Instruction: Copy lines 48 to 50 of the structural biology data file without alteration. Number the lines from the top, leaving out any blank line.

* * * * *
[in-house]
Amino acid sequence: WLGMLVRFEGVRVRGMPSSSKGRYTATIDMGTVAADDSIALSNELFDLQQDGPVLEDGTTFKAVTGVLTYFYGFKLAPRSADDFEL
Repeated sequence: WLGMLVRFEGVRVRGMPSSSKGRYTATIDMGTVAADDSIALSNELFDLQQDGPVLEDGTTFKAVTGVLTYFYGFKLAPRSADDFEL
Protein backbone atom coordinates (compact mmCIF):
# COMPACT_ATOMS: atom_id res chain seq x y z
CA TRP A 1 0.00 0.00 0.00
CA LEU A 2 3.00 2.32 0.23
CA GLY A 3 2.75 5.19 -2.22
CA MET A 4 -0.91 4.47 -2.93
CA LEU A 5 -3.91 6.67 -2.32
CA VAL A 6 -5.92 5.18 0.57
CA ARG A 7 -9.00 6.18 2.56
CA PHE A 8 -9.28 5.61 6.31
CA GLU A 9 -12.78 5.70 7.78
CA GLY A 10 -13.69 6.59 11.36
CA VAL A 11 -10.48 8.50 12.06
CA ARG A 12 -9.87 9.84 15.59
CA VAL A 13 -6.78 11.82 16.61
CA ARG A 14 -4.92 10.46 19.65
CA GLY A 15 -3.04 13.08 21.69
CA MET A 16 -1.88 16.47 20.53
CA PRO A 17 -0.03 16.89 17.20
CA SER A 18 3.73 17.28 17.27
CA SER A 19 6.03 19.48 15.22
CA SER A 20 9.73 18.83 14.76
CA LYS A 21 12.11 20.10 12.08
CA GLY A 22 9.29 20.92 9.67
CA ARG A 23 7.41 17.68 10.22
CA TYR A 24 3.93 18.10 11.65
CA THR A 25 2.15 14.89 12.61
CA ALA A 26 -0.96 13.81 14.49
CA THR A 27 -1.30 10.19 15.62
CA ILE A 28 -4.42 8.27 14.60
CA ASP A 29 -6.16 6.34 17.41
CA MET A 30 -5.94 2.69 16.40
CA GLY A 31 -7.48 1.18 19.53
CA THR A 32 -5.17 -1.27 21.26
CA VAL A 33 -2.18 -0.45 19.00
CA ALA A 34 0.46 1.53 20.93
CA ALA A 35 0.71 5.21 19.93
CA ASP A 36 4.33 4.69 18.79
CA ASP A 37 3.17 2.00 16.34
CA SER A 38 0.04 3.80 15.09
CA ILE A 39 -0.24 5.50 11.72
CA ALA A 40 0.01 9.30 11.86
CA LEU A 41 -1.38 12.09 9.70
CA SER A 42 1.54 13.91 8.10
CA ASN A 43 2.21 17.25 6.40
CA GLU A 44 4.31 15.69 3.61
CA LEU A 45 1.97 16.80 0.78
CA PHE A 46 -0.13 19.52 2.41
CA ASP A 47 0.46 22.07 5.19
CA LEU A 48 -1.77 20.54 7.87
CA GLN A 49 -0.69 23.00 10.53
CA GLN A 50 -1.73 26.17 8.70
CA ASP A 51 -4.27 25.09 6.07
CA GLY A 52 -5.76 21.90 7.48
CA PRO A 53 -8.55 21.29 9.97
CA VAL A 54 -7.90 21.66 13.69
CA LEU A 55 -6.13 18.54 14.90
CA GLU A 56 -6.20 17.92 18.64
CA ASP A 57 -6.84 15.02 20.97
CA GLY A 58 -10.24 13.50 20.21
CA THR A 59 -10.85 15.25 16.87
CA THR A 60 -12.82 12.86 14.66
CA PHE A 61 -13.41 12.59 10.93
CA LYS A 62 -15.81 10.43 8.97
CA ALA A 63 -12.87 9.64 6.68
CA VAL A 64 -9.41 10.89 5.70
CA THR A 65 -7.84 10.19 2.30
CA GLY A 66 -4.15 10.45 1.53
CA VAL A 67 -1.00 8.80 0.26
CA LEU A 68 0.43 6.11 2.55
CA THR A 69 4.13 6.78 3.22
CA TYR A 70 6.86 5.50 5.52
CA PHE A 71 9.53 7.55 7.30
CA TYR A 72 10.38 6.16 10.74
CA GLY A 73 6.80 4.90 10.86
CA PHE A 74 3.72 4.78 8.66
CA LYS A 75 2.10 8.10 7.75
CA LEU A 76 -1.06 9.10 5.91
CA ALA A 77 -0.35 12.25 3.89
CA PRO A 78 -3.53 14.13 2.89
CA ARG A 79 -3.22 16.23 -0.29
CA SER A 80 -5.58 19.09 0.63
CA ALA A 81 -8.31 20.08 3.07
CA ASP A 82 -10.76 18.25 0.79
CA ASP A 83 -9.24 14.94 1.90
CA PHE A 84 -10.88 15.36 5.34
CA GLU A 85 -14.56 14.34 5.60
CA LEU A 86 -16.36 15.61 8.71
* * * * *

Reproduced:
CA ASN A 43 2.21 17.25 6.40
CA GLU A 44 4.31 15.69 3.61
CA LEU A 45 1.97 16.80 0.78